FAA’s Oversight of Southwest Airlines Slammed by Watchdog

By Alan Levin | February 12, 2020

The U.S. government’s oversight of airline safety was roundly criticized in a government watchdog report that found Southwest Airlines Co. was allowed to make more than 150,000 flights carrying 17.2 million passengers that didn’t meet safety standards.

The airline regularly used incorrect weight when calculating whether flights were safe for takeoff and operated 88 used planes it had purchased, many from foreign airlines, without ensuring they met American safety standards, the Transportation Department’s Inspector General wrote in the report, released Tuesday.

The Federal Aviation Administration said it agreed with the report’s findings and vowed to implement all 11 recommendations. The agency, in a response published with the conclusions, said its officials “did not perform in accordance” with procedures.

Southwest repeatedly underestimated the risks of its actions, raising concerns about the company’s culture, the report said.

Southwest said it had remedied problems with weight estimates and data processing identified in the report. It has taken out of service planes identified as being at risk and already performed extensive maintenance on 80 of the 88 used planes.

“We adamantly disagree with unsubstantiated references to Southwest’s safety culture,” the airline said in a statement. The company said it cooperated with the Inspector General’s review.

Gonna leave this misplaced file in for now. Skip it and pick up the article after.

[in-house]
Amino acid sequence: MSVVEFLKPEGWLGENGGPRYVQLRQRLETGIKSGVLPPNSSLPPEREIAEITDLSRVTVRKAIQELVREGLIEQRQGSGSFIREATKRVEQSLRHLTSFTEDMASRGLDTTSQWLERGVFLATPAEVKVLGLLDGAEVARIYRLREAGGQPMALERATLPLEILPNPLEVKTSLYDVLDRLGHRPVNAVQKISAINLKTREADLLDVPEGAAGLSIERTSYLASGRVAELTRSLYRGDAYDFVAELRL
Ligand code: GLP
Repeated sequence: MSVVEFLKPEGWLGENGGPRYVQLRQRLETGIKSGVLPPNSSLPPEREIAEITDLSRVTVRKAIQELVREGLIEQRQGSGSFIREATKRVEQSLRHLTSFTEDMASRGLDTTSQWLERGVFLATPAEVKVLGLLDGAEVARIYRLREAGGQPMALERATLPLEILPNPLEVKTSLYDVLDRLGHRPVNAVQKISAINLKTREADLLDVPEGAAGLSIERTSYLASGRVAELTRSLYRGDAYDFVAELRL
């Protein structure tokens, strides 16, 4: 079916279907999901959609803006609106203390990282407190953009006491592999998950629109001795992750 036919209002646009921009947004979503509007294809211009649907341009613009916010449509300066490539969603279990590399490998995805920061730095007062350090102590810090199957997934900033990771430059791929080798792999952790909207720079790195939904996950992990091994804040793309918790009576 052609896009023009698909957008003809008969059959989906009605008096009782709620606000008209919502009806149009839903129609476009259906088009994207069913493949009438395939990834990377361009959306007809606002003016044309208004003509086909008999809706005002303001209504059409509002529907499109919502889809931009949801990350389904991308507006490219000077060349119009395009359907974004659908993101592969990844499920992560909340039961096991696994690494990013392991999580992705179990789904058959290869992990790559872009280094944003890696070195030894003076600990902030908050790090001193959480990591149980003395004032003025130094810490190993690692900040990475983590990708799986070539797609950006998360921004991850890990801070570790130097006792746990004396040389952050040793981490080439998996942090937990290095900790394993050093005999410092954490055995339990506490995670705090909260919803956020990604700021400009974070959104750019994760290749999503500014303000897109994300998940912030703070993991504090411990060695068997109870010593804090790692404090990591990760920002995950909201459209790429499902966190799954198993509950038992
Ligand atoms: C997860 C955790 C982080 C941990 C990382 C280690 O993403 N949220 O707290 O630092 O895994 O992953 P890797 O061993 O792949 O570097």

The report took aim at one of the FAA’s chief methods of improving safety by requiring airlines to impose their own internal oversight systems. It said FAA inspectors don’t evaluate whether carriers have adequately addressed risks in these programs, known as a safety management system.

“As a result, FAA cannot provide assurance that the carrier operates at the highest degree of safety in the public’s interest, as required by law,” the report said.

Similarly, the report, reported earlier by Reuters, raised questions about agency policy in recent years to allow companies to avoid penalties if they voluntarily report safety problems and agree to make improvements.

“Given the significant unresolved safety concerns that FAA has identified at Southwest Airlines, it is clear that the agency is not yet effectively navigating the balance between industry collaboration and managing safety risks at the carrier,” the report said.

The FAA reassigned three managers at the Texas office overseeing Southwest in June, partly as a result of issues raised in the IG’s investigation.

It also proposed a $3.92 million fine against Southwest last month after finding unrelated issues with how the company calculated the weights of 44 aircraft.

The investigation began after a whistle-blower made a report to an IG hotline in early 2018.

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